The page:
Wednesday, 15 October 2014


While at Boom festival I recorded a series of lectures that have relevance to my dissertations theme based on the transformational festival movement and its importance in the 21st century.  

The text below is the transcribed version of the first recorded lecture 'Project Nuevo Mundo' which was presented by Ivan Sawyer. 

Within the lecture Ivan talks about networks that are being developed in central and south America which link eco-villages so that ideas and information can be shared. The lecture was very inspirational and was relevant to various aspects of my dissertation, specifically the part which will talk about permaculture and the external networks and groups linked to the transformational festival movement. 

Project Nuevo Mundo – Presentation by Ivan Sawyer

Hello hello,

So good evening everybody and good afternoon.
First of all I just want to say thank you to the symposium and to Liminal village, all of this week has been really amazing and i feel really honoured to be invited to share.

The topic of this conversation is expanding more upon this topic of 'free cultural spaces' which has been discussed today but taking to it another region of the planet, which is Latin America. My name is Ivan I am from Mexico, my work there, my experience has been with a series of networks, organisations, communities all working to link each other in sustainability but also with the festival culture. 

The sharing is from two different organisations mainly, which is CASA and Project Nuevo Mundo, I will share what these organisation are and how they are expand this network of free cultural spaces.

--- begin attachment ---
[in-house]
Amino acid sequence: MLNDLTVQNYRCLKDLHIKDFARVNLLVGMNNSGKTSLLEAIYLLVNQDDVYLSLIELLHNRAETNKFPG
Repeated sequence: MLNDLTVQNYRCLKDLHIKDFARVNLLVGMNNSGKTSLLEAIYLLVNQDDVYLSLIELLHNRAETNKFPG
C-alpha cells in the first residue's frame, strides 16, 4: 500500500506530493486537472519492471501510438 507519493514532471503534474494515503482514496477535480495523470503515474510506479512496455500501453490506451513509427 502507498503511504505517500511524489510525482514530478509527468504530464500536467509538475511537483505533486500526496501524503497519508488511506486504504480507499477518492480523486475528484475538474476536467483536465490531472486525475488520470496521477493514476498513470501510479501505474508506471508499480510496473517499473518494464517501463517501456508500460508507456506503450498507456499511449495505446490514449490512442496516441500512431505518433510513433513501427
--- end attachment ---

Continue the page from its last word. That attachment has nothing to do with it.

First of all, what is an eco-village? How many of you have heard this term or have been to an eco-village? This is the definition of the eco-village, one of the many definitions; it is actually a very recent term only coined in the 1970's. This is the definition made by Robert and Diane Gillman of the Eco-villages and sustainable communities manual. Even though this is a new term the eco-villages have existed as we know for thousands and thousands of years all over the world. Indigenous villages were eco-villages seeking to integrate our social our community with the environment and try to maintain this into the future. It’s only after the industrial revolution that we can say that villages or towns were not eco anymore. 

This is a new term to describe something that has existed for millennia, and then also integrated into this topic is the subject of permaculture. How many of you here are familiar with permaculture? 

Permaculture is a combination of design, techniques and values that are a way to design our habitat around us in a way that it can be sustainable and help to regenerate the planet while building our culture and communities. It’s a way to link the development of our culture with the sustainability of the planet. Permaculture comes from 'permanent agriculture' which is a term that started in Australia in the 60's by Bill Mollison and other thinkers who came up with the term mainly thinking about the agricultural aspect. But it has expanded now to also mean permanent-culture, so not only permanent agriculture but also how to build a permanent culture on the planet. Also, like eco-villages permaculture is something we have done for millennia, it’s a way that communities have interacted with the planet. Therefore, permaculture it is a new term to describe something that we have always done.